1:00 P.M. EDT
TAMPA CONVENTION CENTER, 333 SOUTH FRANKLIN STREET
MODERATOR: Ladies and gentlemen, I am pleased to introduce our second briefer of today. his name is Matt Kibbe and he is the founder and CEO of FreedomWorks, an organization that he’s been at for 15 years. He’s also been called by Newsweek as one of the masterminds of Tea Party politics, and that’s why we’ve invited him today. He will speak to you briefly and then take your questions.
MR. KIBBE: Thank you, and thanks for having me. Thanks for joining us today. I thought I’d talk about a couple things specifically that FreedomWorks has been up to, that the Tea Party has been up to, and our presence at this convention, and how that represents a more global trend away from the top-down systems that political parties have always used, particularly at conventions.
First of all, the platform. We did something that we have done with Tea Party activists for quite some time, starting in 2009. We crowd-sourced a number of ideas on the internet, basically soliciting votes and opinions from a total of 1.2 million votes what should be in the Republican platform. This is the same process we used in 2010 to create the Contract From America, which was another crowd-sourced document driven by the bottom-up grassroots opinions about what they wanted to see candidates run on in 2010. We did it earlier this year with something called the Tea Party Debt Commission, where we asked activists to say what their priorities were when it comes to balancing the budget. And we actually forced them to make tough choices between various constituencies and various programs in the federal budget.
With the platform, we again asked people to make those decisions. We took the top 12 issues to the platform committee. We actually created a delegation of 12 Tea Parties, since it is 2012. We had 12 issues and 12 Tea Party leaders. And they came to the platform committee deliberations last week. They testified before the committee. They lobbied the various members of the platform committee, and we think they had a good hearing. A lot of the ideas that they proposed, including some new ones like auditing the Federal Reserve, have now become part of the Republican platform. And this is one acknowledgement of the impact that grassroots Americans are having on the political process, and I think it’s interesting and it suggests a trend in the future where more and more ideas will be drawn democratically, drawn from the bottom up, solicited online, driven by not a central committee. And I think that’s part of the clash you’re seeing. I don’t know if anyone has paid attention to the rules fight that started on Friday and culminated yesterday with some pretty boisterous activity on the convention floor, but that really represented what I think is a fundamental transformation of politics, not just in the United States. I think it’s a global trend. You now have citizens who have access to multiple sources of information. They have an ability to connect with each other through social media. And it makes the old top-down structures like the Republican National Committee a little bit less relevant, a little less in control of the process. The same thing’s going on with the Democratic Party right now. It started in 2008 with the Obama campaign.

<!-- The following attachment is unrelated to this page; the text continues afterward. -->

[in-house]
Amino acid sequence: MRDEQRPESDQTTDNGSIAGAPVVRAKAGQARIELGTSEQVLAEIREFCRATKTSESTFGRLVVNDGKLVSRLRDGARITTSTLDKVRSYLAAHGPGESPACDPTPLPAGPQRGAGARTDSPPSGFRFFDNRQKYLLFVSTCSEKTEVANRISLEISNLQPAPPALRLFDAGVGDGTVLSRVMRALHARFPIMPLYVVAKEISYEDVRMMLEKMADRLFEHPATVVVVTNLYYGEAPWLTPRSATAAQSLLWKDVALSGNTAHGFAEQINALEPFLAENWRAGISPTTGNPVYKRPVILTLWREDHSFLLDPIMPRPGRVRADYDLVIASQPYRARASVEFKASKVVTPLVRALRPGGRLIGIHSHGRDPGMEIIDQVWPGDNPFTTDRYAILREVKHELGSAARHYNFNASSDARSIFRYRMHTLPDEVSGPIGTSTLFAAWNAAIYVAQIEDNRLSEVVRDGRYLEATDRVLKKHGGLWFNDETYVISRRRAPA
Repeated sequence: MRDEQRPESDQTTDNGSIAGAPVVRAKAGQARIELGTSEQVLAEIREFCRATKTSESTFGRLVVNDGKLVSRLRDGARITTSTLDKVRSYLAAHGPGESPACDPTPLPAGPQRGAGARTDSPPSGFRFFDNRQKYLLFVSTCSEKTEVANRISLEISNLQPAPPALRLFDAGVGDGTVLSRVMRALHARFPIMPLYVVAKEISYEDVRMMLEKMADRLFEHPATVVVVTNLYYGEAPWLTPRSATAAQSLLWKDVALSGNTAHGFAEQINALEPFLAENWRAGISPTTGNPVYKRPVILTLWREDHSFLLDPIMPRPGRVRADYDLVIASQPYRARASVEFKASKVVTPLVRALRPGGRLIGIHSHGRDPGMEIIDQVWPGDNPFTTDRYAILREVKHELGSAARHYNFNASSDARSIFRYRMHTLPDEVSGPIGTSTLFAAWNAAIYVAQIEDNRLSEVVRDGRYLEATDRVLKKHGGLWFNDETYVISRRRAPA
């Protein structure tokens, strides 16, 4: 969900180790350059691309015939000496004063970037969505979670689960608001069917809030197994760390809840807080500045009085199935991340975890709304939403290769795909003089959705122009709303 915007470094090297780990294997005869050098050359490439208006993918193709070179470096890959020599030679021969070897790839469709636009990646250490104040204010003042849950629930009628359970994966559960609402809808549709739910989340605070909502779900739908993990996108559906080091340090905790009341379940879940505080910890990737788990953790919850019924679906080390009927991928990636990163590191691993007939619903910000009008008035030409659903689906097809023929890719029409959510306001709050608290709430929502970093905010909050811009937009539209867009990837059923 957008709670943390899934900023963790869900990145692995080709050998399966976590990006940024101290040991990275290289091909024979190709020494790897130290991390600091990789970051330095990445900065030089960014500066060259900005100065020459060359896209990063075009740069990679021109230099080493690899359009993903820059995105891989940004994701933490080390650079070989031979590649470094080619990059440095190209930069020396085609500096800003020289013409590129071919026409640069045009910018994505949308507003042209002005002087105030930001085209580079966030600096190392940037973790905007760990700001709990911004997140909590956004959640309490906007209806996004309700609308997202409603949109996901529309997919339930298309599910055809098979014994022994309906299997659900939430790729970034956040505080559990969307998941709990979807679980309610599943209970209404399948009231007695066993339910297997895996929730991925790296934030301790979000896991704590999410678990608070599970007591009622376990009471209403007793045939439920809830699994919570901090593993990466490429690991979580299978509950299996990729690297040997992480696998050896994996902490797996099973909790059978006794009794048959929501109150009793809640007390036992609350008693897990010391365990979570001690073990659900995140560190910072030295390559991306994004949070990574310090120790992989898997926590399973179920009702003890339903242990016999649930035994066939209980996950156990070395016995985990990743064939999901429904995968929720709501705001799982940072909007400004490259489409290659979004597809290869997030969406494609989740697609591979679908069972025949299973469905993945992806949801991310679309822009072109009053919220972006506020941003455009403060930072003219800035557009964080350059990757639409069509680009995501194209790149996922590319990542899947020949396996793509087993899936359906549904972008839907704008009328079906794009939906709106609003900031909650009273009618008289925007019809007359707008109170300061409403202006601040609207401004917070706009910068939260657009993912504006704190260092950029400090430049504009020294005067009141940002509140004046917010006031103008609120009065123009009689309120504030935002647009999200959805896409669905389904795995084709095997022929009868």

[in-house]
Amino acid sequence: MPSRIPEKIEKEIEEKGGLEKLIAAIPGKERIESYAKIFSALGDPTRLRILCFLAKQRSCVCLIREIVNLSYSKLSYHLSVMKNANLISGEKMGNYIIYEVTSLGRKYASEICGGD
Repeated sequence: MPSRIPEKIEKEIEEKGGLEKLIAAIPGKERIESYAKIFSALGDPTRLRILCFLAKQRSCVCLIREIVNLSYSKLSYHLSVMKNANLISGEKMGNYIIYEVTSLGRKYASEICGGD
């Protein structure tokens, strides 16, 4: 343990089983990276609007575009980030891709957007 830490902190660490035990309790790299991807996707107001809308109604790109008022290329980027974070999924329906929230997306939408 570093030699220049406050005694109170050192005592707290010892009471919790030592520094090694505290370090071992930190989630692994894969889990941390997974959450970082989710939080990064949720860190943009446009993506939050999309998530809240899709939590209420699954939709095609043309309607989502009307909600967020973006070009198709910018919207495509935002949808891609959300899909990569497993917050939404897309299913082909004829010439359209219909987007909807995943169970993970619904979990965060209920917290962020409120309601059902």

And I think this is an interesting – forget your politics for a second, forget what your policy – favorite policy positions are. The process by which more citizens participate in the process is a really fascinating one, and I happen to think that the Tea Party is at the cutting edge of this. The Tea Party talks about individual responsibility. We talk about freedom and free markets and voluntary association. Well, that same free market perspective on things is exactly what’s going on in the political process. And when the committee lawyers come in at the last minute and try to change the rules of the game to give the candidate more control over the delegates, it is immediately Tweeted out, and within – literally within minutes you had a community of millions of millions of people finding out what’s going on, starting to lobby all of the state leaders of the Republican delegations, and really created a fundamentally different dynamic than you would have in the past. It used to be that the insiders set the rules and nobody knew what happened until after the process was over.
So there’s this paradigm shift going on. There’s this clash between this huge bottom-up presence. You saw it in the convention speeches last night. You saw the traditional stump speeches that really said nothing about nothing except – and then we’re going to elect Mitt Romney and Paul Ryan. And that’s what conventions usually have, one speech after another that says the same thing. Instead, you saw representatives of various grassroots constituencies like Mia Love, who got her start with the Tea Party in Utah, like Ted Cruz, who beat a very well-funded establishment Republican that no one thought he could beat from the bottom up using grassroots support. Ted Cruz was allowed to talk about his agenda. Chris Christie was allowed to talk about his agenda – another rising star that got his start post 2009, post grassroots decentralization, post Tea Party.